would receive about 2.75 pounds of food at each feeding.
Keep in mind that this would just be an estimation, on some
days your dog may only consume 2 pounds and on other days
possibly 3 pounds. This will be determined based on need and
don't be too concerned with slight fluctuations. It's extremely
important to maintain your sanity so don't let feeding become
**NOTE** A very good rule of thumb in determining ration
amounts, especially with giant breeds like the Mastiff is; on a
young Mastiff you should be able to see the outline of the last
rib when looking at them at a standing profile. In adults who
have developed the bone structure to carry more weight, you
should be able to easily feel the last rib, but not see it. Use
common sense; if you can see your dog's spine or too many
ribs, the dog is underweight. Adjust your feedings by
increasing ration amounts and watch for improvement. If
you're concerned about not feeding enough, remember, that
on a developing Mastiff it is always better if you have them on
the lighter side rather than overweight. You can easily make
up for low ration amounts at the next feeding. Too much
weight on a young, developing Mastiff can lead to hip
dysplasia and joint problems.
If your approach will be a modified raw food diet (kibble
and raw meats) make sure you use a grain free, high quality
kibble with an average of 23% protein and 12% fat. Some
dogs are able to handle a raw and kibble mixture at each
feeding and others cannot. That's why I've stated before that I
recommend 2 feedings if you are going in this direction. I
agree with other breeders that feeding raw meaty bones and
kibble at the same time can be a hazard since kibble digests
slower and this can slow down the processing of bone. I've
never had this problem and again it is up to each individual
owner to make this judgement call. If you want to add raw to
kibble make it organ and muscle meats such as: beef liver,
chicken liver, heart, gizzards, tongue, tripe, raw egg, and
dairy products. Save the raw meaty bones for the second
feeding of the day. Raw meaty bones consist of chicken leg
quarters, chicken wings, chicken backs, rabbit legs, chicken
necks, turkey necks, lamb necks, pork necks and oxtails.
For those who are leaning towards the RMB and BARF
diet, aim for a balanced ratio of 80% meat, 10% bone and
10% organ meat over the course of a week. Do not attempt to
balance every single meal, your sanity will suffer if you try.
Add a variety to every meal and over the course of a week or
two you will do just fine.
**Start with the basics and add as much variety as possible
to meals over the course of a week.
*Raw meaty bones and/or whole carcasses: chicken, quail,
venison, goat, duck, pork, lamb, whole raw fish, beef and
*I advise that all pork products be cooked thoroughly before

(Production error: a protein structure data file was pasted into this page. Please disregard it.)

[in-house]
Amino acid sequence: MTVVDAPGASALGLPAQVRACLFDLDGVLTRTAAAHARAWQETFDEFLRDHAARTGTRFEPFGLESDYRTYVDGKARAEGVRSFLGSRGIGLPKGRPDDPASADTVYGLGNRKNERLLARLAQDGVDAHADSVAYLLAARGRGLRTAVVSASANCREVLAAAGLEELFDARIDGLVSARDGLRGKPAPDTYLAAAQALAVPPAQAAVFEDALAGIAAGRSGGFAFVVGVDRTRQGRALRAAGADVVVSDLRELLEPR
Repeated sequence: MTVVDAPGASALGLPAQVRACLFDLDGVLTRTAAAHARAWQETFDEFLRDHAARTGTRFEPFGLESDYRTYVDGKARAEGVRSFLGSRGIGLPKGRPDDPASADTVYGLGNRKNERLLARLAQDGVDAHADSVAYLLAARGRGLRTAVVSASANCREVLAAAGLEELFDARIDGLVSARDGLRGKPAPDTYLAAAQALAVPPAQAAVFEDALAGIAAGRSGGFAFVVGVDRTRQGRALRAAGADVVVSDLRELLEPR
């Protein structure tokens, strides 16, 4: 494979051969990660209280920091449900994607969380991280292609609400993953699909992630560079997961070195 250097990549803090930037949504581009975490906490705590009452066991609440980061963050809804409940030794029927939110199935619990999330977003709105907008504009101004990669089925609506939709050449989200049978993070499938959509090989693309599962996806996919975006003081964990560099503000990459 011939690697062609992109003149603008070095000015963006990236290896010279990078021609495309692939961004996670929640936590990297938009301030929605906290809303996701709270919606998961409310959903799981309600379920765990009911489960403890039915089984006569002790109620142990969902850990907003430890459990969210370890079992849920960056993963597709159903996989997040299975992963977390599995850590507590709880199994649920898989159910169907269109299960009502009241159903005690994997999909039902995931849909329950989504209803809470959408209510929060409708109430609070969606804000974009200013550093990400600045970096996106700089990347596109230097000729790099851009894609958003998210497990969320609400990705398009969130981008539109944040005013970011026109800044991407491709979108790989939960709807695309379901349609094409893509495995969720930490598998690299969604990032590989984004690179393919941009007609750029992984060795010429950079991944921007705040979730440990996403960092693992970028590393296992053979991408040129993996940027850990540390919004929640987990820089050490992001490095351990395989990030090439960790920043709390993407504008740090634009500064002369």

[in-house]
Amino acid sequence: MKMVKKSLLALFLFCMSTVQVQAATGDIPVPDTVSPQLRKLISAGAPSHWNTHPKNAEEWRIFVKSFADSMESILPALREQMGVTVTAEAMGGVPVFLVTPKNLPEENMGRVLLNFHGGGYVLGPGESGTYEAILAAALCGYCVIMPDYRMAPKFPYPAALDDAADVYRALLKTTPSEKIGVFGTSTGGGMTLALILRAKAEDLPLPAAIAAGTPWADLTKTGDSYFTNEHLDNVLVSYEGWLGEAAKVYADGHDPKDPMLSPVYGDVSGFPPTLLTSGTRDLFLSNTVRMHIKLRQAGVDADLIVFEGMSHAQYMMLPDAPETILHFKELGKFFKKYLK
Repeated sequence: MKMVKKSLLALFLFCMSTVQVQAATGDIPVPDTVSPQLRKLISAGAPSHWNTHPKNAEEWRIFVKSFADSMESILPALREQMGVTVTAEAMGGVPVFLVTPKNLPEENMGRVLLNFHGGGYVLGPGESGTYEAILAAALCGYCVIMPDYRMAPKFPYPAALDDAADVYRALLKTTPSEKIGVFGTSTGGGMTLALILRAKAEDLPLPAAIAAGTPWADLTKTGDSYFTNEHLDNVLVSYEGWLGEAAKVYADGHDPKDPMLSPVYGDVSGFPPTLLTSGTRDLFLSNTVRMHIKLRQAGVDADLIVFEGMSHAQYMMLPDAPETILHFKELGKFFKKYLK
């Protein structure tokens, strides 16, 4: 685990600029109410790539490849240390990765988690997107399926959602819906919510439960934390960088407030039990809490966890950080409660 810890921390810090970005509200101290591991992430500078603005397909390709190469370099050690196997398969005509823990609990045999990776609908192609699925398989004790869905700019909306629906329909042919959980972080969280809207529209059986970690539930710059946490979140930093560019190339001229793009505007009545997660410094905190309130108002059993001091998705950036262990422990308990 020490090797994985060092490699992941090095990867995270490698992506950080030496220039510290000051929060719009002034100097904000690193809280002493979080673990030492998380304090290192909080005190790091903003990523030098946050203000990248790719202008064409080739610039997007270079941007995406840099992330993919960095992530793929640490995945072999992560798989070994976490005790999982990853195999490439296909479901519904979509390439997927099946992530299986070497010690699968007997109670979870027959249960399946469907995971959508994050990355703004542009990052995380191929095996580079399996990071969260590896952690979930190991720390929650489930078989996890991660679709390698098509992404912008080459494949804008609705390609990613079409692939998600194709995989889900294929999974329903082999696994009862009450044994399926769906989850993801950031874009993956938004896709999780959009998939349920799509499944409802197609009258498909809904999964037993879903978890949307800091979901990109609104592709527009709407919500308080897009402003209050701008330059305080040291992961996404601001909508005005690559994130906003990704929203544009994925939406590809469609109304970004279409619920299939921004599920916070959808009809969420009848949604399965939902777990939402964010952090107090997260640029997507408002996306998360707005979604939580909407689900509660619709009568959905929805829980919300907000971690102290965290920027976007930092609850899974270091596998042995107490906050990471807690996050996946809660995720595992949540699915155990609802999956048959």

feeding. Use whatever is available to you within your budget.
If your dog is getting too much bone in their diet you'll notice
constipation and extremely white stools.
>Offal (organ meats): beef liver, chicken liver, tripe, kidney.
*Organ meats should be fed just a few times a week.
Feeding too much organ meats will usually manifest itself as
very dark, loose stools and diarrhea. I usually feed organ
meats 3~4 times a week.
>Muscle meat: heart, gizzards, tongue, beef cheek
>Whole raw eggs
Vegetables and fruit: spinach, kale, beet greens, turnip
greens, collards, parsley, broccoli, carrots, yams, sweet
potatoes, yellow squash, apples, pears, bananas, ect.
*Be very careful and do some research, there are some
vegetables and fruits that should never be fed to dogs.
Dairy: yogurt, cottage cheese, goat's milk
*Use only whole milk products, do not use fat~free or
Supplements: Probiotics, Digestive enzymes, Vitamin C,
Glucosamine, Chrondroitin Sulfate, Hyaluronic Acid
*Raw unprocessed tripe (green tripe) is an EXCELLENT
source of digestive enzymes but you may have to search a bit
to find it. Probiotics and digestive enzymes can also be
purchased online or at most health food stores. If possible use
Ester~C instead of ascorbic acid (Vitamin C) it's much
gentler on the stomach.
This is one week's RMB sample menu, outlining the
meal rations for a 180 pound Mastiff. The greater species
variety of meats available to you, the greater the variation you
can offer at each meal. Keep in mind that this menu is only an
approximation since I'm calculating daily food rations based
on the high end (3%) of optimal weight. These amounts are
not set in stone as each individual may consume less than I've
indicated below, based on individual needs. Search for
discounted meat prices, you'll be surprised how in inexpensive
some meats can be.
Morning Evening BARF or
Monday: 1 chicken leg quarter(1 lb.) 1 lb. of ground turkey If you choose to
Tuesday: 1 pound pork 1 chicken back (.5 lb)
Wednesday: 2 cans of sardines 1 pound of chicken wings
Thursday: 1 pound of chicken wings 1 chicken leg quarter
Friday: 1 chicken back (.5 lbs.) 1 pound of pork
Saturday: 1 chicken leg quarter (1 lb.) 1 pound of pork
Sunday: 1 pound of fish 1 lb. of chicken necks
A raw food diet should be about adding raw natural foods
to your dog's diet over the course of a week or longer. Your
pet's caloric intake should come from HIGH quality,
nutritionally complete pet food. Do not become consumed
with wanting to balance each and every meal; simply feed a
variety of fresh ingredients each day and aim to balance the
diet over time.
The key to feeding giant breeds is NOT to overfeed, which
is why it is better to feed 3~4 times daily. You want more
frequent feedings, in smaller amounts using a kibble roughly
23% protein. It's very IMPORTANT to resist the urge to
fatten them up. I realize they look more impressive and
healthy but lean and healthy is the key.
My goal in life is
to be as good a person as my
dog already thinks I am.
The MOST affectionate creature in the world
is a wet dog.